Ci5: Delivering a Deep-Dive Analysis of Trends in Children’s Books

Printer-friendly versionPrinter-friendly version

The April 6 ABC Children’s Institute featured talk “Where Are We and Where Are We Going? Trends and Findings in Children’s Bookselling” was delivered by NPD Book client development specialist Allison Risbridger, who offered attendees the facts and figures behind the current content trends in children’s books.

Allison Risbridger
Allison Risbridger

For the presentation, NPD Book, which recently acquired Nielsen’s U.S. market information and research services for the book industry, used sales measurement data from BookScan and PubTrack Digital, and data from the company’s Books and Consumers survey. The PowerPoint presentation from the featured talk is available on BookWeb (a username and password are required).

In the overall book market, print sales are down one percent year-over-year from 2010 to 2016, but print sales have grown about three percent for the past three years, said Risbridger. Adding in digital sales, the compound annual growth rate is about one percent (not including the self-published market). E-books have eroded while print has grown, Risbridger added, and when book buyers are asked why they are buying print titles rather than digital, they say they want to be able to hold them and to share them with other people.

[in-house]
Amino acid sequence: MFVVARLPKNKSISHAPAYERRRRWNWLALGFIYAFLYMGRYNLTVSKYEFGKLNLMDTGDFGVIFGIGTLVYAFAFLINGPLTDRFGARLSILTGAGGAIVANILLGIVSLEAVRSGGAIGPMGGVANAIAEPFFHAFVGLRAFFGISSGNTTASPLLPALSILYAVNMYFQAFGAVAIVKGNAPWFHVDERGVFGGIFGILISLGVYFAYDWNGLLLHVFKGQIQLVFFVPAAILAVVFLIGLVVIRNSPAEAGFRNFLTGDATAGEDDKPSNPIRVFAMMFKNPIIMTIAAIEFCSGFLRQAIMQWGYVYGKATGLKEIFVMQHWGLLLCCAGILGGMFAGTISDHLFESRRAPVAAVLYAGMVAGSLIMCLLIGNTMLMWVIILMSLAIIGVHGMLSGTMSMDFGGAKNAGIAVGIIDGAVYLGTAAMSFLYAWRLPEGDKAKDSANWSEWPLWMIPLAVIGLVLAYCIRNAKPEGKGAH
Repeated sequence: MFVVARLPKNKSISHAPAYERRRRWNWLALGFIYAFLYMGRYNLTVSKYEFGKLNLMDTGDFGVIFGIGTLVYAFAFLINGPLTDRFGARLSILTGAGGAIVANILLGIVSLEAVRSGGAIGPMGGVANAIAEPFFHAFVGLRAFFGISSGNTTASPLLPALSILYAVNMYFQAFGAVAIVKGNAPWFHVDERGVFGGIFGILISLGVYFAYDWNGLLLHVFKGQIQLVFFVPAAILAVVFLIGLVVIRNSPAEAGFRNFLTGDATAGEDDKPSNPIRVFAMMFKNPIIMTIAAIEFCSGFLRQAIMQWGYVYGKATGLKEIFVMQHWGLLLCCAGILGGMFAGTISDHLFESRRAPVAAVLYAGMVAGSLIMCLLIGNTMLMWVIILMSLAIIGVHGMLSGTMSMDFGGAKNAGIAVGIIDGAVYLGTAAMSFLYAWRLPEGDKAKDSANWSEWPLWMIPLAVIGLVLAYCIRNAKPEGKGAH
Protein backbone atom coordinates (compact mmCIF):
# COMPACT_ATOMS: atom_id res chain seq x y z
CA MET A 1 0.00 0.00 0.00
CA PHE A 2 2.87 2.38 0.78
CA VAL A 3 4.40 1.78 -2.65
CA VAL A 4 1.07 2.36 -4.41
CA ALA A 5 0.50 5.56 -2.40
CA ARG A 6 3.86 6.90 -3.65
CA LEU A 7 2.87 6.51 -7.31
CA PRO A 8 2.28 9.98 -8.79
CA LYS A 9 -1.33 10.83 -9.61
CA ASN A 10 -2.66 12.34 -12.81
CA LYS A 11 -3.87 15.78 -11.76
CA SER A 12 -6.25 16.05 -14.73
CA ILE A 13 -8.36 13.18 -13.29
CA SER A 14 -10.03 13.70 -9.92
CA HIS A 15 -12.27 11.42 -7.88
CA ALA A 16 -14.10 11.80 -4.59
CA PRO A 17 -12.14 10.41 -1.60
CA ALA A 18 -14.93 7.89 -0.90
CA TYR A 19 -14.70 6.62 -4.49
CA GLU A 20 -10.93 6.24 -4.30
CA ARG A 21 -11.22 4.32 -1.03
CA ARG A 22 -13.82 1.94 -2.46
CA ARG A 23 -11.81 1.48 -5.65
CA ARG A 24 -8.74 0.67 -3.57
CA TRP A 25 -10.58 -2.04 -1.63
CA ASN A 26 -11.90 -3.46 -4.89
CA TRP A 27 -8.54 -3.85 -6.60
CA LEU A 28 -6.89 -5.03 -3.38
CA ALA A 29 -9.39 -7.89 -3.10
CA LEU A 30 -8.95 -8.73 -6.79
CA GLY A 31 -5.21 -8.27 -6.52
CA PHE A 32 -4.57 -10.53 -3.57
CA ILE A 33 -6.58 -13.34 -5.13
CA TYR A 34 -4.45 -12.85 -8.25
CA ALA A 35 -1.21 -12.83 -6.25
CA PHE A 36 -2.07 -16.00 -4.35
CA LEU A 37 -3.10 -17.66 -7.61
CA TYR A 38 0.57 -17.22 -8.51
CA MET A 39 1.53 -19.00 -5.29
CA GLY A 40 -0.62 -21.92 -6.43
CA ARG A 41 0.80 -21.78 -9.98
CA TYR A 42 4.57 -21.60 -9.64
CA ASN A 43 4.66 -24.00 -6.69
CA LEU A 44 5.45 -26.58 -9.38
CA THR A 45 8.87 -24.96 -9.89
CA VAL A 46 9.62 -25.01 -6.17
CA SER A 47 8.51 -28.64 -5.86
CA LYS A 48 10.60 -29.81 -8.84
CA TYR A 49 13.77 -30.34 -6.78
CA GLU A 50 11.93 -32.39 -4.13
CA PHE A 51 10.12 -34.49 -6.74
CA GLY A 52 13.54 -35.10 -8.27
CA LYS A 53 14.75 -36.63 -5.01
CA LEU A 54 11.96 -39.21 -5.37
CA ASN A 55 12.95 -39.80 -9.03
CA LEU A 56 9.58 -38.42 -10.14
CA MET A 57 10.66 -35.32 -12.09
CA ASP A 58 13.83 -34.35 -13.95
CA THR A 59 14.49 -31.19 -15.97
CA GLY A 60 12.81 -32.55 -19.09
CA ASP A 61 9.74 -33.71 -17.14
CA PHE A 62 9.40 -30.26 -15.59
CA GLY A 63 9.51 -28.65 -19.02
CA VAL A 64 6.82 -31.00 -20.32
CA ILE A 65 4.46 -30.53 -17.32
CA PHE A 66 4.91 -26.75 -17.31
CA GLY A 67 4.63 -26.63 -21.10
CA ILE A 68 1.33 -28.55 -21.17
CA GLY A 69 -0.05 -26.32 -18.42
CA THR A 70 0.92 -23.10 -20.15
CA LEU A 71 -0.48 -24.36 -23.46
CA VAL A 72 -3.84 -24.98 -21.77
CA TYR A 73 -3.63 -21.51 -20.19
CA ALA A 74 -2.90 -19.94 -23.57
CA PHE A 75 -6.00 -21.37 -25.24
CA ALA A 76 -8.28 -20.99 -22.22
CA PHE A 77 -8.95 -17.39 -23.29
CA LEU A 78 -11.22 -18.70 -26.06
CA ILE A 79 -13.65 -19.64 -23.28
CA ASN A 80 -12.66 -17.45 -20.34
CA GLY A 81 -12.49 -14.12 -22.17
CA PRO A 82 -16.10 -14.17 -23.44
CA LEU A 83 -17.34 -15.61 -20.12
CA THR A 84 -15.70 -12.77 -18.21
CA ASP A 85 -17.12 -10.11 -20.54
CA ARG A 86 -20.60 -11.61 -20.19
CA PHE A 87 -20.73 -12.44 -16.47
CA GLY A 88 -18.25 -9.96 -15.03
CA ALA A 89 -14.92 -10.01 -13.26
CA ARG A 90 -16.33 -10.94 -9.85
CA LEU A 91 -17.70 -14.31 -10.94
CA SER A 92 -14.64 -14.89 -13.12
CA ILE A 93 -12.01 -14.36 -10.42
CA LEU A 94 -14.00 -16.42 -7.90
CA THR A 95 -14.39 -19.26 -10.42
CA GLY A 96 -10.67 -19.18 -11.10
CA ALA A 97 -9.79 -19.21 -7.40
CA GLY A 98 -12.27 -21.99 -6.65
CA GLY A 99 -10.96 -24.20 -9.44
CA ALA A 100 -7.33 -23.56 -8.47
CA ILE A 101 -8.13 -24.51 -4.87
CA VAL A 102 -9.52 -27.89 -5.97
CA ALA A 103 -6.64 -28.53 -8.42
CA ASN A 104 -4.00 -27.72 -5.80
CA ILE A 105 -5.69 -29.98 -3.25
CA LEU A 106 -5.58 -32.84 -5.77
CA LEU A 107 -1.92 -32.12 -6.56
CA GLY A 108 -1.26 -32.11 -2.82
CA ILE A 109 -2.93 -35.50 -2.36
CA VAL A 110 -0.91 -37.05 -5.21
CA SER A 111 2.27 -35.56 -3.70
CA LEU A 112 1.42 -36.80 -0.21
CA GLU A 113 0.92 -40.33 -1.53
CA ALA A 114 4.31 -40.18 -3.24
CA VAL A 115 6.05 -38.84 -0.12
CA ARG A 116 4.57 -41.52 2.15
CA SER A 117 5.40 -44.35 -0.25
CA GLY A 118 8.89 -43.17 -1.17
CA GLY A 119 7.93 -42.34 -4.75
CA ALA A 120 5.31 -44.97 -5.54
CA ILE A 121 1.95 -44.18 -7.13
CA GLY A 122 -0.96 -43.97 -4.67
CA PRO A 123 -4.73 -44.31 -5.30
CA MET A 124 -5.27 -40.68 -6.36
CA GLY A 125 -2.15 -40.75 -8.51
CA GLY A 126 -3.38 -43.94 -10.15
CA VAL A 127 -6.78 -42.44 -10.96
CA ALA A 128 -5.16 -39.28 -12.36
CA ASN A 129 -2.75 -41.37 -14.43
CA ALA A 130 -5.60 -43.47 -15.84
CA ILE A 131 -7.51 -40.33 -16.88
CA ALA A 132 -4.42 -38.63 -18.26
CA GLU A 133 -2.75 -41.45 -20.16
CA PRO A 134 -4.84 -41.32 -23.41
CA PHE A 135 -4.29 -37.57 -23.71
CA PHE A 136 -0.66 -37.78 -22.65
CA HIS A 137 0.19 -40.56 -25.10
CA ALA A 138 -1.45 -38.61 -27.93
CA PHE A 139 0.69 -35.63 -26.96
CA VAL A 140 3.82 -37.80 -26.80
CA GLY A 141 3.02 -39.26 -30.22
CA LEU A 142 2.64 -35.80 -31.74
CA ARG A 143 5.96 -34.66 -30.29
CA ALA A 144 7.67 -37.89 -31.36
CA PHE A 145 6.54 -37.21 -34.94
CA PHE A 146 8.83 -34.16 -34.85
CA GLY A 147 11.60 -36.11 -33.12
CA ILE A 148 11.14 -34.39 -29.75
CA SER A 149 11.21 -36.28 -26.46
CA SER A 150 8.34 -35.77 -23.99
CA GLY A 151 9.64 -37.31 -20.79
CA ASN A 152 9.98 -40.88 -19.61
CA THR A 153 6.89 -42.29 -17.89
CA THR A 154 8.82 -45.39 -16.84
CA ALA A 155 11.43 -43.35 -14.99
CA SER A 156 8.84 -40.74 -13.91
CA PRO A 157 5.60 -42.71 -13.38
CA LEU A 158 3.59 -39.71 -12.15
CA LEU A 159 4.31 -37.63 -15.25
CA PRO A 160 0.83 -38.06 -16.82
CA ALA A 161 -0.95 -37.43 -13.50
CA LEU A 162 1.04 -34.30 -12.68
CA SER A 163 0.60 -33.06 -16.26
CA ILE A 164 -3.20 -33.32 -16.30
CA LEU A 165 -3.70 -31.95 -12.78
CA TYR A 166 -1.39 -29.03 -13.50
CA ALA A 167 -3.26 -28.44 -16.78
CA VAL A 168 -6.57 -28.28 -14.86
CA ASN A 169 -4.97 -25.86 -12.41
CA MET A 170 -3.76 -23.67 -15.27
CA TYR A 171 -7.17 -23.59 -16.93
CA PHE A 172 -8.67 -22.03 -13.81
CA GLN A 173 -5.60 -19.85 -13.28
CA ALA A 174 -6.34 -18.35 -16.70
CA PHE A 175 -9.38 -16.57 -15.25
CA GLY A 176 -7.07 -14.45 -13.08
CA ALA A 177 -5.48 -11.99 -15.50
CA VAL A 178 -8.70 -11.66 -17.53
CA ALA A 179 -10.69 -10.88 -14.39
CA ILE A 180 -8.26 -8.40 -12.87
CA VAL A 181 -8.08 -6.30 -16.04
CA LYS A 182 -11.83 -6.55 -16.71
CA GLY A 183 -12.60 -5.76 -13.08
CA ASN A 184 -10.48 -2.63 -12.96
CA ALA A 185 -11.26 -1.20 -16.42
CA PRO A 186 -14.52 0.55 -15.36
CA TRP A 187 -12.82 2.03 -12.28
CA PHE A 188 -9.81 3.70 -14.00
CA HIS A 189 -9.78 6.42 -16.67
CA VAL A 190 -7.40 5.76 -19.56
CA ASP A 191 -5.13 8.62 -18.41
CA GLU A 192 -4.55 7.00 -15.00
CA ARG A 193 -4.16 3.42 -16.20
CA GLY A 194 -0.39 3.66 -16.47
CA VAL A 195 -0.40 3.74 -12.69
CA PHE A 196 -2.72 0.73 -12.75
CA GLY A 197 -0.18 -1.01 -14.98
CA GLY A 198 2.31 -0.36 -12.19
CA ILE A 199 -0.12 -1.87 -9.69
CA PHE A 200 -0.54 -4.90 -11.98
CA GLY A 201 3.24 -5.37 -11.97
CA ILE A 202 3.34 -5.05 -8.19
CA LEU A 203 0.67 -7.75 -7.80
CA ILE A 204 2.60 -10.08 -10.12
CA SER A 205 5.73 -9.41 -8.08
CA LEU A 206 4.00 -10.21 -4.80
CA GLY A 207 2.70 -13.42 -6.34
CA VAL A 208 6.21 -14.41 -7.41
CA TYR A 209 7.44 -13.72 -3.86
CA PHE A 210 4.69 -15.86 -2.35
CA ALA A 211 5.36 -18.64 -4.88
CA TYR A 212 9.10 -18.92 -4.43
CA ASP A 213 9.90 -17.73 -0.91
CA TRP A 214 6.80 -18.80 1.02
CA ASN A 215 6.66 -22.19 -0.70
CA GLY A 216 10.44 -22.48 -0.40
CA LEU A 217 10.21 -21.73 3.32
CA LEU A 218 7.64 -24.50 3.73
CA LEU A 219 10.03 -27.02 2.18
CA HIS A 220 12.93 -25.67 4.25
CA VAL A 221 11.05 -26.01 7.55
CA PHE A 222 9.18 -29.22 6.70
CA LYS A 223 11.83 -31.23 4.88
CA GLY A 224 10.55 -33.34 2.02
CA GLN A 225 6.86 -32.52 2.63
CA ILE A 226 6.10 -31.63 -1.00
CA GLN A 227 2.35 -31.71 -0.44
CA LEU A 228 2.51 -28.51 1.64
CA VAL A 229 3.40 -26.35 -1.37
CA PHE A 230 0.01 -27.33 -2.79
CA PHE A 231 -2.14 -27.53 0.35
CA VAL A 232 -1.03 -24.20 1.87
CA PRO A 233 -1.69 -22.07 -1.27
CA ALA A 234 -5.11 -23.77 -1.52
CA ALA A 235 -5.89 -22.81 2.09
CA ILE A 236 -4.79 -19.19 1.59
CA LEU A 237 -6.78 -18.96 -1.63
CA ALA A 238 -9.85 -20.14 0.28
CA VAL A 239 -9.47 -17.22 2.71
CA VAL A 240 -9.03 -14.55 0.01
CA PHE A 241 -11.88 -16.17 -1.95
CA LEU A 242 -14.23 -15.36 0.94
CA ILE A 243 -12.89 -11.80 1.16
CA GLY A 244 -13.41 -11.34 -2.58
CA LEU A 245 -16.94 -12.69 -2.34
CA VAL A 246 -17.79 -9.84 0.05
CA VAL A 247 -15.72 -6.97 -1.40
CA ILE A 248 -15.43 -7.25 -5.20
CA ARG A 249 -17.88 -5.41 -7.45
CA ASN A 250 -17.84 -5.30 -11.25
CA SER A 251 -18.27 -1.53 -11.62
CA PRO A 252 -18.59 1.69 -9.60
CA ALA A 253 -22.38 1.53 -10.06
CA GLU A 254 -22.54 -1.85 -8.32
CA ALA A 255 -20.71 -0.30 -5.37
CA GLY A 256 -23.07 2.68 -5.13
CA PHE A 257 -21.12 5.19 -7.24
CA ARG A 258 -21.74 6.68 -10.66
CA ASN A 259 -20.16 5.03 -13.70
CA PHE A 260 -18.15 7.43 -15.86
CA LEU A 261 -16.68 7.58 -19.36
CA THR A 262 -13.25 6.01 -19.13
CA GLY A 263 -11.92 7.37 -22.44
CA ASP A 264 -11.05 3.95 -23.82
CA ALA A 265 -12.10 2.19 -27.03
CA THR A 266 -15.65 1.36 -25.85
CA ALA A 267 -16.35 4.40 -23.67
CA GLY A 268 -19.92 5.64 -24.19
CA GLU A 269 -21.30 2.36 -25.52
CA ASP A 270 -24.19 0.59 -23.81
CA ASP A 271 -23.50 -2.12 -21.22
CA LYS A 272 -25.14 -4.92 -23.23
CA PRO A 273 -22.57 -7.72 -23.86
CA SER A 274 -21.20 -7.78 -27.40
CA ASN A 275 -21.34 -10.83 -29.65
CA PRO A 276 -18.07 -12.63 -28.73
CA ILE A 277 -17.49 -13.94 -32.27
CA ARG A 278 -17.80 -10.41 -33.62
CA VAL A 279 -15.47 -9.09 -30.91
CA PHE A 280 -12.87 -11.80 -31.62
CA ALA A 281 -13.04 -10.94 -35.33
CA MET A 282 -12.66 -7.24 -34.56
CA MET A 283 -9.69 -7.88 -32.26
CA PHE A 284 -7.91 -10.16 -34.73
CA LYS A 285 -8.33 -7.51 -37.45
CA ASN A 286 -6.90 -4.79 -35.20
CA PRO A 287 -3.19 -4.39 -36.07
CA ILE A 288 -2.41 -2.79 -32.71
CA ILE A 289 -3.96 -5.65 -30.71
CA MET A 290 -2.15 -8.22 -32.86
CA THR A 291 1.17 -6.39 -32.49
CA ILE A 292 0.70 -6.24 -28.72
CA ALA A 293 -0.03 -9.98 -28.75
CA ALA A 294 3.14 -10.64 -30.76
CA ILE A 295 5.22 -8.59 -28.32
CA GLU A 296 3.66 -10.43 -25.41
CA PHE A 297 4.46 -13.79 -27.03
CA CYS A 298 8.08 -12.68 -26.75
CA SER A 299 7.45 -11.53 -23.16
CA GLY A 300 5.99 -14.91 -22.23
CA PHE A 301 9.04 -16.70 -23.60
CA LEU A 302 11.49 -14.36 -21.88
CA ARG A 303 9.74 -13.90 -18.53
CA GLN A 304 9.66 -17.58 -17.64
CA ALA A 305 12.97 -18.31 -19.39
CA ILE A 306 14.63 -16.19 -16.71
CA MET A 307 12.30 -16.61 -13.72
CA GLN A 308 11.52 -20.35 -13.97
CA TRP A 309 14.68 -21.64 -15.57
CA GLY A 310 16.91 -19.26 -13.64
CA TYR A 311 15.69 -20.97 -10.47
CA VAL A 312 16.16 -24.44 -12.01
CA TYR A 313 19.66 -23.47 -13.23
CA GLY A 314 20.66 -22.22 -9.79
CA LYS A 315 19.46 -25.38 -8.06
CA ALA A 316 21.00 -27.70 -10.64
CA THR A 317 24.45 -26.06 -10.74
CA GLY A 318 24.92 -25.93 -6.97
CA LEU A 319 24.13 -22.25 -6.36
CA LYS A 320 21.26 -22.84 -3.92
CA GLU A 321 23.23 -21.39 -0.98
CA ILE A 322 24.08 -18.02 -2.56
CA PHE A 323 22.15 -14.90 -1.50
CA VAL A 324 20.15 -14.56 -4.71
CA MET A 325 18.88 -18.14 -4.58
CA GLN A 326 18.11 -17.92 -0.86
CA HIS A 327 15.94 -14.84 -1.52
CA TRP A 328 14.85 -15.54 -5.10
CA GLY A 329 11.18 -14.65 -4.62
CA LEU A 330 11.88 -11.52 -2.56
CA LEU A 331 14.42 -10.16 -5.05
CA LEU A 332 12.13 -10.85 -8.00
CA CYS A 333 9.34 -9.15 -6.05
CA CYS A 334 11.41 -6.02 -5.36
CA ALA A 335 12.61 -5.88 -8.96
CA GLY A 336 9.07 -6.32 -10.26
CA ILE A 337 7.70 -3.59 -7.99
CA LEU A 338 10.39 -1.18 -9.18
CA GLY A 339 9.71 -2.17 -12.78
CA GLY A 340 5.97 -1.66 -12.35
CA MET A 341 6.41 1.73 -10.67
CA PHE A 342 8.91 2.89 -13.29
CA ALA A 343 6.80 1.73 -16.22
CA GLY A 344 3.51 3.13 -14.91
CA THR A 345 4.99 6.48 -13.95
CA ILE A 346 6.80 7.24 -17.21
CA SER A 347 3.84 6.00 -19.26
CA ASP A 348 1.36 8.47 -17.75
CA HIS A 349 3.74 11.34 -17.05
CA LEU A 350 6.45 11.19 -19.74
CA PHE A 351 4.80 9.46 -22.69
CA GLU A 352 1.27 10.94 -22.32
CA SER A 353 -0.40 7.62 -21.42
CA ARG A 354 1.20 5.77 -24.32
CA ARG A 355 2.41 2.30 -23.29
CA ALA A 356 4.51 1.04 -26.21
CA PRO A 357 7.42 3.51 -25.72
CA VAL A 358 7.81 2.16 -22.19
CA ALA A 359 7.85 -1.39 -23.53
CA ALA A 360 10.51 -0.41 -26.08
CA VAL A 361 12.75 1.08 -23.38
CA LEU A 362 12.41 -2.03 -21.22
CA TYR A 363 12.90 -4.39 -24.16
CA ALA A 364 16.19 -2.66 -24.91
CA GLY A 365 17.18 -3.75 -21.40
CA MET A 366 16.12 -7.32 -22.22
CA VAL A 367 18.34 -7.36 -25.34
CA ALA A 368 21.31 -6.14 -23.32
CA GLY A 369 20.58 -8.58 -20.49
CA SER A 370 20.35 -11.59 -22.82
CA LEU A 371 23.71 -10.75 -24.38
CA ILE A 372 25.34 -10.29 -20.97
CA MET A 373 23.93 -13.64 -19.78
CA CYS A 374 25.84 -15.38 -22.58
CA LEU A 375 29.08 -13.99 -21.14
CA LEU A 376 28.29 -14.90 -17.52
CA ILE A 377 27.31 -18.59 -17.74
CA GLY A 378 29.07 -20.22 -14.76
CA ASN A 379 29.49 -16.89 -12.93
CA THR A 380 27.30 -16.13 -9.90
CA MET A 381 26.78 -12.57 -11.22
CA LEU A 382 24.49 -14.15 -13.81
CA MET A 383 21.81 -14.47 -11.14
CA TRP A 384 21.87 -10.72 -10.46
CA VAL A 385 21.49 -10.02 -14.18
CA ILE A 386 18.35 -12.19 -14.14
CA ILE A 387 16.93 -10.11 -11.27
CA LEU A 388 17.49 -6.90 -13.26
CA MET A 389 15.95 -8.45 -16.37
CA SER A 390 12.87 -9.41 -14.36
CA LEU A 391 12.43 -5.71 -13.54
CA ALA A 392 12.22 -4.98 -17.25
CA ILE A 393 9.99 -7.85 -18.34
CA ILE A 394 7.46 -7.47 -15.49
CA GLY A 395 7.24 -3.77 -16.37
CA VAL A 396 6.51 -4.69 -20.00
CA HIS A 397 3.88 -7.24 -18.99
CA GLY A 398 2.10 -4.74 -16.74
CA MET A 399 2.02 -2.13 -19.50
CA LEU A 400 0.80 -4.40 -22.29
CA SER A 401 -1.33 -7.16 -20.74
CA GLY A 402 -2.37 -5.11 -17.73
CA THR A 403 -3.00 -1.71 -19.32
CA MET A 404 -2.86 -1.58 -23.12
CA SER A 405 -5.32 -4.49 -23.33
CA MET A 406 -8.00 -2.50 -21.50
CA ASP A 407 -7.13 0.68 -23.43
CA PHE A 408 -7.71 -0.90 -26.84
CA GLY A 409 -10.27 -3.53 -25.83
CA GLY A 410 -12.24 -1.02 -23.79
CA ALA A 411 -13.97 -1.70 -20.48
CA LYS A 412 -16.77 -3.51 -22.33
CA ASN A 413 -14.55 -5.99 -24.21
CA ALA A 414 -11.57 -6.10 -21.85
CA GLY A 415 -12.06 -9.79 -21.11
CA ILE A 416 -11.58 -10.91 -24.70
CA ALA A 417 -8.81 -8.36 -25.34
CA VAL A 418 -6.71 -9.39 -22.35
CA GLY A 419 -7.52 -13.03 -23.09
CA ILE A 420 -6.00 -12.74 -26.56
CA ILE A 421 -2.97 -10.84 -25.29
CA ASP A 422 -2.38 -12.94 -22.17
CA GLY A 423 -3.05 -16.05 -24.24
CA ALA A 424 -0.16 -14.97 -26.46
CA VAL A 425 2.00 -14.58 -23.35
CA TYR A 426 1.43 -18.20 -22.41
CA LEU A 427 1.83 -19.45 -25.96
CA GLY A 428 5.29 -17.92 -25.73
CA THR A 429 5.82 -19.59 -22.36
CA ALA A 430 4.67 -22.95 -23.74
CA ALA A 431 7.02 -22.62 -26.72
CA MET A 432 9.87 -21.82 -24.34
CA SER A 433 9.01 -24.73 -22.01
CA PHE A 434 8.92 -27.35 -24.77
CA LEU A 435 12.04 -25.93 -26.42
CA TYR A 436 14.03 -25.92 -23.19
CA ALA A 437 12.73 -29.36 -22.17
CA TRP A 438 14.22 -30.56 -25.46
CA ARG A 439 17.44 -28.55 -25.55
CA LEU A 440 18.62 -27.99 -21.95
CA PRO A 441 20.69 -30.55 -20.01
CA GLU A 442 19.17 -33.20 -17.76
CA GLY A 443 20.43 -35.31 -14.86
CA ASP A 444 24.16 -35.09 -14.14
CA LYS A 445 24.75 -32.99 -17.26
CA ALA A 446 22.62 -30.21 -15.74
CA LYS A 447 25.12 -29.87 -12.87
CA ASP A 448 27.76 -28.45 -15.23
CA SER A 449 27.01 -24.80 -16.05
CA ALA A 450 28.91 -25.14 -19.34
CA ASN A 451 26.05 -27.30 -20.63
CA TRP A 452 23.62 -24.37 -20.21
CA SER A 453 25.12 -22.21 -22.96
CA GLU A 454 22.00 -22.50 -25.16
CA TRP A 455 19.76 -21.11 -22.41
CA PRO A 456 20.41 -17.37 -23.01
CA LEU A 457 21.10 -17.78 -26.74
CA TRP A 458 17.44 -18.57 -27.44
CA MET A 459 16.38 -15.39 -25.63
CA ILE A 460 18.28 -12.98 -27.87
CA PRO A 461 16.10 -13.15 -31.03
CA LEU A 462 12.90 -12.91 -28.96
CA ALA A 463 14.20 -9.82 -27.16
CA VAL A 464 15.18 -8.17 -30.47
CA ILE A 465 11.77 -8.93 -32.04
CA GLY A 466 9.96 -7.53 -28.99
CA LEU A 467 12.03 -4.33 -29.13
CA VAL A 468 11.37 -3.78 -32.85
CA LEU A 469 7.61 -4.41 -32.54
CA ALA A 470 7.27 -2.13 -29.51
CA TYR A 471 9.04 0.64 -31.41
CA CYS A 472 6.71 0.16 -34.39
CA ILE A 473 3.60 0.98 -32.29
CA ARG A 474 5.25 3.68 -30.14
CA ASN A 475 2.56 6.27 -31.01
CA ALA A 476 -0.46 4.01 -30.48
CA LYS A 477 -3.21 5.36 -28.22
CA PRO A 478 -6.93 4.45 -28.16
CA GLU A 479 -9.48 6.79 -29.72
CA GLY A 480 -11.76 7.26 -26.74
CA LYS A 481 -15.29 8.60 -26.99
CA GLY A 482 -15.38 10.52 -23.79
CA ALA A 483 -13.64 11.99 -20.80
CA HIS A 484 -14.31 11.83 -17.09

In terms of the split between print and digital, the children’s book market is much less digital than the rest of the book market, while adult fiction is half digital, said Risbridger. In the overall market, the format breakdown from 2010 to 2016 shows hardcover is now outperforming e-books. “That’s the first time that we’ve seen that happen since 2011 — that’s really since e-books were introduced,” she said.

For the overall retail market, 2016 holiday retail sales were soft, said Risbridger, and dollar sales were down about one percent from where they were in 2015. Christmas week in 2016 was ahead of the same week in 2015, due in part to a later Hanukkah and customers’ tendency to procrastinate.

“With the availability of two-day shipping with Amazon Prime, consumers are getting this idea in their head that they can leave shopping until later and that results in fewer visits to the stores, less foot traffic, and later sales for the holiday season,” said Risbridger.